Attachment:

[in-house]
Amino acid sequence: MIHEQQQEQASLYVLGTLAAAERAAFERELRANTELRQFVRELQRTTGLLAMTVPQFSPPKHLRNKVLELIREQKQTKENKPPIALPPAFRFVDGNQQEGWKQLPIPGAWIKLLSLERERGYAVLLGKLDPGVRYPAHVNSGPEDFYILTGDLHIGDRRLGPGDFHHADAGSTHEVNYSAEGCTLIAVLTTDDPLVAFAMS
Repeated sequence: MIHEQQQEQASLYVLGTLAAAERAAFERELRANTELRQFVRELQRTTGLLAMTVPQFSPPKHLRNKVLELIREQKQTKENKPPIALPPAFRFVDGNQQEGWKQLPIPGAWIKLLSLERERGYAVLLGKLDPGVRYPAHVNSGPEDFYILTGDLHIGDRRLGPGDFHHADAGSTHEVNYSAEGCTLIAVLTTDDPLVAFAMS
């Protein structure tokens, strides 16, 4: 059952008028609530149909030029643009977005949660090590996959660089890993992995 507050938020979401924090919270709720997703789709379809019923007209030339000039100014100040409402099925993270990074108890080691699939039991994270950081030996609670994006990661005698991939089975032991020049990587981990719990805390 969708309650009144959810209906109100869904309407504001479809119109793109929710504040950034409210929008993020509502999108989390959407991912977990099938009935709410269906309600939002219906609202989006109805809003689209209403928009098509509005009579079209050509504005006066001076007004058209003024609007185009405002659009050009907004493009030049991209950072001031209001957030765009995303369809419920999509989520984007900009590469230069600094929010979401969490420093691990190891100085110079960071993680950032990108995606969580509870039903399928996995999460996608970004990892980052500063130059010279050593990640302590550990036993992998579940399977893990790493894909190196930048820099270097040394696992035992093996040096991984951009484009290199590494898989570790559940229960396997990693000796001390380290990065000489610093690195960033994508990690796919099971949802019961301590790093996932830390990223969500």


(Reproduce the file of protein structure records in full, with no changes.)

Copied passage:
[in-house]
Amino acid sequence: MIHEQQQEQASLYVLGTLAAAERAAFERELRANTELRQFVRELQRTTGLLAMTVPQFSPPKHLRNKVLELIREQKQTKENKPPIALPPAFRFVDGNQQEGWKQLPIPGAWIKLLSLERERGYAVLLGKLDPGVRYPAHVNSGPEDFYILTGDLHIGDRRLGPGDFHHADAGSTHEVNYSAEGCTLIAVLTTDDPLVAFAMS
Repeated sequence: MIHEQQQEQASLYVLGTLAAAERAAFERELRANTELRQFVRELQRTTGLLAMTVPQFSPPKHLRNKVLELIREQKQTKENKPPIALPPAFRFVDGNQQEGWKQLPIPGAWIKLLSLERERGYAVLLGKLDPGVRYPAHVNSGPEDFYILTGDLHIGDRRLGPGDFHHADAGSTHEVNYSAEGCTLIAVLTTDDPLVAFAMS
């Protein structure tokens, strides 16, 4: 059952008028609530149909030029643009977005949660090590996959660089890993992995 507050938020979401924090919270709720997703789709379809019923007209030339000039100014100040409402099925993270990074108890080691699939039991994270950081030996609670994006990661005698991939089975032991020049990587981990719990805390 969708309650009144959810209906109100869904309407504001479809119109793109929710504040950034409210929008993020509502999108989390959407991912977990099938009935709410269906309600939002219906609202989006109805809003689209209403928009098509509005009579079209050509504005006066001076007004058209003024609007185009405002659009050009907004493009030049991209950072001031209001957030765009995303369809419920999509989520984007900009590469230069600094929010979401969490420093691990190891100085110079960071993680950032990108995606969580509870039903399928996995999460996608970004990892980052500063130059010279050593990640302590550990036993992998579940399977893990790493894909190196930048820099270097040394696992035992093996040096991984951009484009290199590494898989570790559940229960396997990693000796001390380290990065000489610093690195960033994508990690796919099971949802019961301590790093996932830390990223969500």